Take the 2-minute tour ×
Mathematics Stack Exchange is a question and answer site for people studying math at any level and professionals in related fields. It's 100% free, no registration required.

Suppose that we have an interval $[a,b]$. Define a semi-partition of $[a,b]$ to be any ordered list of points $x_1 < ... < x_n$ all contained in $[a,b]$ ($a$ and $b$ need not be included).

Given two semi-partitions $X = {x_1, ..., x_n}$ and $Y = {y_1, ..., y_m}$ it is clear that they can be combined to make a denser, refined semi-partition. I am wondering if anyone knows a good way to combine $X$ and $Y$ to make a new semi-partition $Z$ such that the density of points in $Z$ is roughly the average of the densities of points in $X$ and $Y$.

I think my main problem is, I can't think of any good way to define the 'density of points' for a semi-partition. If anyone has any ideas I would really appreciate it! Thank you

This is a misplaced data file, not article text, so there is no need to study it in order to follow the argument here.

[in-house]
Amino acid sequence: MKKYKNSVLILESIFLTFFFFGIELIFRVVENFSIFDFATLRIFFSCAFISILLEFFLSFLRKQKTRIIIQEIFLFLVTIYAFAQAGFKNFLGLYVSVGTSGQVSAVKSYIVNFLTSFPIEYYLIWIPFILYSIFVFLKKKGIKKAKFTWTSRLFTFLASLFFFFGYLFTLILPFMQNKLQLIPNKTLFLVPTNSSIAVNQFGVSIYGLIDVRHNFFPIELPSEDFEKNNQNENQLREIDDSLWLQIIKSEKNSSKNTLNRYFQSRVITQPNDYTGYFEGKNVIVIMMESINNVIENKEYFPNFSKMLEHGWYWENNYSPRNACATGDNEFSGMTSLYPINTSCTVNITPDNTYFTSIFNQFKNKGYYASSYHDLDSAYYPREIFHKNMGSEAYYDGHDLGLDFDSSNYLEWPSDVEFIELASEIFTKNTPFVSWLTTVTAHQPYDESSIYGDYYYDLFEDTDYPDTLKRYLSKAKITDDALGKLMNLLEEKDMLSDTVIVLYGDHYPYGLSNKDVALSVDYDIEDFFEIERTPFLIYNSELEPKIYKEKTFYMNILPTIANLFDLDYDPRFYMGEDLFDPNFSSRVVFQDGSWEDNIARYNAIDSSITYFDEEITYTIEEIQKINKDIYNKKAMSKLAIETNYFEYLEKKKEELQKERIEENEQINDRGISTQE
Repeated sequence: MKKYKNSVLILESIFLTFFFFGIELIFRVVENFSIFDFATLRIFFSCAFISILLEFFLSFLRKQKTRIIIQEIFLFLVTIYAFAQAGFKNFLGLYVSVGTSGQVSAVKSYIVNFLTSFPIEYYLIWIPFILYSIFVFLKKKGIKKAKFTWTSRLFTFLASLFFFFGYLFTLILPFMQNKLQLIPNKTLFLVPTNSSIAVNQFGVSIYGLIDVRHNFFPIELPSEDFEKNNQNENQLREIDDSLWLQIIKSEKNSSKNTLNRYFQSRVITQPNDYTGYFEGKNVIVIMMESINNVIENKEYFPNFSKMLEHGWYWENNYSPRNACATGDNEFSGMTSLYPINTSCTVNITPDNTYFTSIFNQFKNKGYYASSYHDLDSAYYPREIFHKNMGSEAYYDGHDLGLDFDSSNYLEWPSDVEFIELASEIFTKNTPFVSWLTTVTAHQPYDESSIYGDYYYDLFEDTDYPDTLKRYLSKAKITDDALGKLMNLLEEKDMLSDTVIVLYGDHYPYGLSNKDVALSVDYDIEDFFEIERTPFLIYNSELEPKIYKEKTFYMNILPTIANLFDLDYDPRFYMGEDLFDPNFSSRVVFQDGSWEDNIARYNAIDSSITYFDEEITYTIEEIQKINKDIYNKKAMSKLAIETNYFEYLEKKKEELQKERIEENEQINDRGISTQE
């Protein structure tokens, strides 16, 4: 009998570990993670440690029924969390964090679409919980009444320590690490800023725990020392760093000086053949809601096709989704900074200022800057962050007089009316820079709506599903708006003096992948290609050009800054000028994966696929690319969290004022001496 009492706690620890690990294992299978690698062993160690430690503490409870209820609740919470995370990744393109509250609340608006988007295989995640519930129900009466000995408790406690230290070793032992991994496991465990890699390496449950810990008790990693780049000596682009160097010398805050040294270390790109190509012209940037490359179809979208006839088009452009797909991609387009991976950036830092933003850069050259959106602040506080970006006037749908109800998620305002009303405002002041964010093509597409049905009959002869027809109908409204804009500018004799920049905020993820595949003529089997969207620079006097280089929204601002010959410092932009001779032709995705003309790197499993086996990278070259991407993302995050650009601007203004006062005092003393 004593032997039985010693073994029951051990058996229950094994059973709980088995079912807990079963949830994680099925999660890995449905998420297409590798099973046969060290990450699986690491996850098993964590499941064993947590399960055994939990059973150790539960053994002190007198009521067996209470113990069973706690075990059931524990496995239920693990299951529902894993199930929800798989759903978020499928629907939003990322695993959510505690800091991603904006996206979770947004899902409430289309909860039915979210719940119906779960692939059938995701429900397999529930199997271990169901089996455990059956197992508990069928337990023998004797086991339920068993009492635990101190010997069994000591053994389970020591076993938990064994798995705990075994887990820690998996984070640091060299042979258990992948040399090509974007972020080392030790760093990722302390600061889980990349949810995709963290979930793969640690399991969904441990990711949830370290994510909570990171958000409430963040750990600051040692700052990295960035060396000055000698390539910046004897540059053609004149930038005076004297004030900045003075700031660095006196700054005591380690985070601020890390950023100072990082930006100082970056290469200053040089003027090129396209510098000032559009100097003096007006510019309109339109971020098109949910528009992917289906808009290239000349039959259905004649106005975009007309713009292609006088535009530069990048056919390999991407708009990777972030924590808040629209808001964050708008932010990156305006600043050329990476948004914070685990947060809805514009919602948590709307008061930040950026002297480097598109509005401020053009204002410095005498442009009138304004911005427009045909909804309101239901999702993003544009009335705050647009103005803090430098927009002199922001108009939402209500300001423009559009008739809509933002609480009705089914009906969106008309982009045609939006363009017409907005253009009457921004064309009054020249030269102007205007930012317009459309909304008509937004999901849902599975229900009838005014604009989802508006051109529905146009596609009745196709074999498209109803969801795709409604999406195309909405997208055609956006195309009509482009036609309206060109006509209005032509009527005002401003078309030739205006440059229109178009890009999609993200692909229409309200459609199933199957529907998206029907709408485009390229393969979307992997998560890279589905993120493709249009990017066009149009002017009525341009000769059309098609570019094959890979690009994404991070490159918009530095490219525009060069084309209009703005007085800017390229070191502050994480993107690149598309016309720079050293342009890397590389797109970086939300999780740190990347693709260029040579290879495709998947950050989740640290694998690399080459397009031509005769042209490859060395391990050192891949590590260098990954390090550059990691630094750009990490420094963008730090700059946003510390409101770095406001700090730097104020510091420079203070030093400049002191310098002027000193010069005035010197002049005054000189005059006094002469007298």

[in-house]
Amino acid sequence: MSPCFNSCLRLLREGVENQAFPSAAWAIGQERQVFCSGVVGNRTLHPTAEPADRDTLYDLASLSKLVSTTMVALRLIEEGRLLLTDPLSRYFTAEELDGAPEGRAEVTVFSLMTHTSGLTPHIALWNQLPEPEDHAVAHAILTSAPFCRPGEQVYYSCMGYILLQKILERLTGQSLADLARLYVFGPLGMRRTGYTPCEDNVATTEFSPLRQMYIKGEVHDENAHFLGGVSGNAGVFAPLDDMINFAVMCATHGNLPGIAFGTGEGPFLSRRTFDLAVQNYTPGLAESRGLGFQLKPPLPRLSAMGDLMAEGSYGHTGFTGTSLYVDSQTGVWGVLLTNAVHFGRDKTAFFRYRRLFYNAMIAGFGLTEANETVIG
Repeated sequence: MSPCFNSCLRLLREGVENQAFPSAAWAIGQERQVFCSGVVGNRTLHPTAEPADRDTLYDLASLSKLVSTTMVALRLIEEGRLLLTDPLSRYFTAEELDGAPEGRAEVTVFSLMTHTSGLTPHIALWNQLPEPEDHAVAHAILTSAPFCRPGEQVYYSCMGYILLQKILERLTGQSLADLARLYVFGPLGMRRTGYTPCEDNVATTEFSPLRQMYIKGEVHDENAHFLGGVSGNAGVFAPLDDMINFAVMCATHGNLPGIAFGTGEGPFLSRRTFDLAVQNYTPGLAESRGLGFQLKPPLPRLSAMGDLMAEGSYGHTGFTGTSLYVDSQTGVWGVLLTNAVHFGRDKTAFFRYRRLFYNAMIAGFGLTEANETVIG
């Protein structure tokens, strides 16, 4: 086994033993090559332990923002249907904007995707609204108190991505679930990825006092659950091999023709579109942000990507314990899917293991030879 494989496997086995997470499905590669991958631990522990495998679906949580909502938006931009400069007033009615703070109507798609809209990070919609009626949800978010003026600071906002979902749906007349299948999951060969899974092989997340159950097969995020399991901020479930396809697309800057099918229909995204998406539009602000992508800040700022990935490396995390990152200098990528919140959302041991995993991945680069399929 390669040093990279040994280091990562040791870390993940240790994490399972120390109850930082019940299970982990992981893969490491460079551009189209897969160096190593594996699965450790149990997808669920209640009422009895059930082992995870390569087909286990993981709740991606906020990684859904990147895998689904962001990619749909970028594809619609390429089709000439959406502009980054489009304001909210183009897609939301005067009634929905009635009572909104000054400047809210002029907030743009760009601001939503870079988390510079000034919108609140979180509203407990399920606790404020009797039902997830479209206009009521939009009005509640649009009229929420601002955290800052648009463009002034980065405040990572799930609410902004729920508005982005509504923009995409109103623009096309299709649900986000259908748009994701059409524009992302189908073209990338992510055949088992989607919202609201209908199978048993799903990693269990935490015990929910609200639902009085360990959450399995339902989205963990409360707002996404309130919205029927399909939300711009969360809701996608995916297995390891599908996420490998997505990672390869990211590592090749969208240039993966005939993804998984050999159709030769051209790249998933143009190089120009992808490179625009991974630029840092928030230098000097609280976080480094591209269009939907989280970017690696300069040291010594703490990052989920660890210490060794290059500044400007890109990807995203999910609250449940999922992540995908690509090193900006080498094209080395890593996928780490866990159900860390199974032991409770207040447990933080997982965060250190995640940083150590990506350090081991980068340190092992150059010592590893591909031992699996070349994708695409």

share|improve this question
    
Why can't you just define density as $|X| / (b-a)$? If it's an ordered list it has measure zero, so if infinite then $X\cup Y$ has measure zero as well (i.e. the "same" density). –  Xodarap Oct 5 '12 at 17:14
    
@Xodarap: That's an ok definition of density, but it doesn't take into account anything about where the points in X are. I was trying to think of density as a function on [a,b], and also trying to think how can one go back and forth between such a function and a semi-partition. My end-goal is to come up with a good density function, and then a good way to average two density functions to create a new semi-partition. –  Eric Haengel Oct 8 '12 at 15:52
add comment

Your Answer

 
discard

By posting your answer, you agree to the privacy policy and terms of service.

Browse other questions tagged or ask your own question.